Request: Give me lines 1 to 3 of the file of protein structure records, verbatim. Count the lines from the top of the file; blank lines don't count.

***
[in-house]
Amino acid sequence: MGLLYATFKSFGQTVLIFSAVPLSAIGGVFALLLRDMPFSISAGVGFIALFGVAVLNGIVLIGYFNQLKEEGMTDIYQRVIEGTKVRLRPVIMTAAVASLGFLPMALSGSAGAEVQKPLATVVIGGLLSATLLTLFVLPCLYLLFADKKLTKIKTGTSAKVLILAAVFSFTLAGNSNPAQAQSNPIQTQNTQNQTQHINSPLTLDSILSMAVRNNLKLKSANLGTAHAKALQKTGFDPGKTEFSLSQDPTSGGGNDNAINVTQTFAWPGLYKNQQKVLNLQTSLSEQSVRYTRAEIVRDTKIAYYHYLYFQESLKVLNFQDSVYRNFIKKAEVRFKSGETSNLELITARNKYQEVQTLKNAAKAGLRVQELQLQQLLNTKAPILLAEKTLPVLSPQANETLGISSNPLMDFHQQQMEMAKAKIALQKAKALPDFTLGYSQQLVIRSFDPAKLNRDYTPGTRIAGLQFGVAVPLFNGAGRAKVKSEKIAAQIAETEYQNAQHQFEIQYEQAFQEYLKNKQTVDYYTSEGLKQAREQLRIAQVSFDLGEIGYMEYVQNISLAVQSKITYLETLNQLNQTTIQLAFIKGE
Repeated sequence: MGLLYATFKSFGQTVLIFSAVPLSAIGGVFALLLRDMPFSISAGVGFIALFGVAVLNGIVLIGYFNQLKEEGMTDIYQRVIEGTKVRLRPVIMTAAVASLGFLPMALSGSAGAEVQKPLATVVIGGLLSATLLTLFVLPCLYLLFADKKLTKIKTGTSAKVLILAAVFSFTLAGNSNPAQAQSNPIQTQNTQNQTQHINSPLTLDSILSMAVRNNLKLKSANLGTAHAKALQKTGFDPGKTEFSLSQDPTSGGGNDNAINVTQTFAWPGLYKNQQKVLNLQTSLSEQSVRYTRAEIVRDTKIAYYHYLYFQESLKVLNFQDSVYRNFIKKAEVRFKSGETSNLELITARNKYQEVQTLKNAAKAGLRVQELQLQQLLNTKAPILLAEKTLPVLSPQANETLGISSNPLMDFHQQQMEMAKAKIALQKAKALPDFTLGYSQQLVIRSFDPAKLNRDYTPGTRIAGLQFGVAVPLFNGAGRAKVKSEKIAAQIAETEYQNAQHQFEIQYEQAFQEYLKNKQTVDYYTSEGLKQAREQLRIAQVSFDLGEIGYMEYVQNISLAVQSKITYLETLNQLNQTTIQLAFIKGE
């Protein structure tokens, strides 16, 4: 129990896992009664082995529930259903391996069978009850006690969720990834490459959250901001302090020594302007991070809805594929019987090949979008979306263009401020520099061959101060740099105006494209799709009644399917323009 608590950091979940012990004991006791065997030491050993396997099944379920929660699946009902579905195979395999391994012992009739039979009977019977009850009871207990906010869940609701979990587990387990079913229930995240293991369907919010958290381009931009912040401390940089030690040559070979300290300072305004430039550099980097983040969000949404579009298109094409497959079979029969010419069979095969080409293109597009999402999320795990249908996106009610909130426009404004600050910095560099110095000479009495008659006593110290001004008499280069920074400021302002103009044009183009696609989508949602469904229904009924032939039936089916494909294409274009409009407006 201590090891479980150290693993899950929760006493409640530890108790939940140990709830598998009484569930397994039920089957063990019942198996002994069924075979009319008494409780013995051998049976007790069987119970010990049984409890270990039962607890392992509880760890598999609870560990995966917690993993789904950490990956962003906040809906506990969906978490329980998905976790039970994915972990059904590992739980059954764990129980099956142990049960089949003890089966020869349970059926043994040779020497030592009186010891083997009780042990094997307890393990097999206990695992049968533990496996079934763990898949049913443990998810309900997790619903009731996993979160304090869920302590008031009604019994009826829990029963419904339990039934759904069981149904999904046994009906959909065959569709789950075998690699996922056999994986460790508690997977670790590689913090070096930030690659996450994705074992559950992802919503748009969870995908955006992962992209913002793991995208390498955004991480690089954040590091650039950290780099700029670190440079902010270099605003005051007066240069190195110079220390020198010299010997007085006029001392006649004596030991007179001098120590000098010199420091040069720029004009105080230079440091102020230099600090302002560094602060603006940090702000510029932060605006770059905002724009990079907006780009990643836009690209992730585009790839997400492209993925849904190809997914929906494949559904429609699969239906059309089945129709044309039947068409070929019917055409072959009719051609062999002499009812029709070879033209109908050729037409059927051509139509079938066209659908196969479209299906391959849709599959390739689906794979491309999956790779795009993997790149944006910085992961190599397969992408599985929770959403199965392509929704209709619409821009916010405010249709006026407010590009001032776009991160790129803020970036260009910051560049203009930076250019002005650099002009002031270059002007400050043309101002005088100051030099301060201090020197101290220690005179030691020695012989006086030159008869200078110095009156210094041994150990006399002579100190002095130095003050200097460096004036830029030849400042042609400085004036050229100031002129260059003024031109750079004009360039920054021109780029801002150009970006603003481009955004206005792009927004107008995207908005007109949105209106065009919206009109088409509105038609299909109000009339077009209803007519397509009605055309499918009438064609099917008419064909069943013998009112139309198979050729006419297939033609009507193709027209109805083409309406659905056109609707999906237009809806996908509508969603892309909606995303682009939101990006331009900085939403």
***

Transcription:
[in-house]
Amino acid sequence: MGLLYATFKSFGQTVLIFSAVPLSAIGGVFALLLRDMPFSISAGVGFIALFGVAVLNGIVLIGYFNQLKEEGMTDIYQRVIEGTKVRLRPVIMTAAVASLGFLPMALSGSAGAEVQKPLATVVIGGLLSATLLTLFVLPCLYLLFADKKLTKIKTGTSAKVLILAAVFSFTLAGNSNPAQAQSNPIQTQNTQNQTQHINSPLTLDSILSMAVRNNLKLKSANLGTAHAKALQKTGFDPGKTEFSLSQDPTSGGGNDNAINVTQTFAWPGLYKNQQKVLNLQTSLSEQSVRYTRAEIVRDTKIAYYHYLYFQESLKVLNFQDSVYRNFIKKAEVRFKSGETSNLELITARNKYQEVQTLKNAAKAGLRVQELQLQQLLNTKAPILLAEKTLPVLSPQANETLGISSNPLMDFHQQQMEMAKAKIALQKAKALPDFTLGYSQQLVIRSFDPAKLNRDYTPGTRIAGLQFGVAVPLFNGAGRAKVKSEKIAAQIAETEYQNAQHQFEIQYEQAFQEYLKNKQTVDYYTSEGLKQAREQLRIAQVSFDLGEIGYMEYVQNISLAVQSKITYLETLNQLNQTTIQLAFIKGE
Repeated sequence: MGLLYATFKSFGQTVLIFSAVPLSAIGGVFALLLRDMPFSISAGVGFIALFGVAVLNGIVLIGYFNQLKEEGMTDIYQRVIEGTKVRLRPVIMTAAVASLGFLPMALSGSAGAEVQKPLATVVIGGLLSATLLTLFVLPCLYLLFADKKLTKIKTGTSAKVLILAAVFSFTLAGNSNPAQAQSNPIQTQNTQNQTQHINSPLTLDSILSMAVRNNLKLKSANLGTAHAKALQKTGFDPGKTEFSLSQDPTSGGGNDNAINVTQTFAWPGLYKNQQKVLNLQTSLSEQSVRYTRAEIVRDTKIAYYHYLYFQESLKVLNFQDSVYRNFIKKAEVRFKSGETSNLELITARNKYQEVQTLKNAAKAGLRVQELQLQQLLNTKAPILLAEKTLPVLSPQANETLGISSNPLMDFHQQQMEMAKAKIALQKAKALPDFTLGYSQQLVIRSFDPAKLNRDYTPGTRIAGLQFGVAVPLFNGAGRAKVKSEKIAAQIAETEYQNAQHQFEIQYEQAFQEYLKNKQTVDYYTSEGLKQAREQLRIAQVSFDLGEIGYMEYVQNISLAVQSKITYLETLNQLNQTTIQLAFIKGE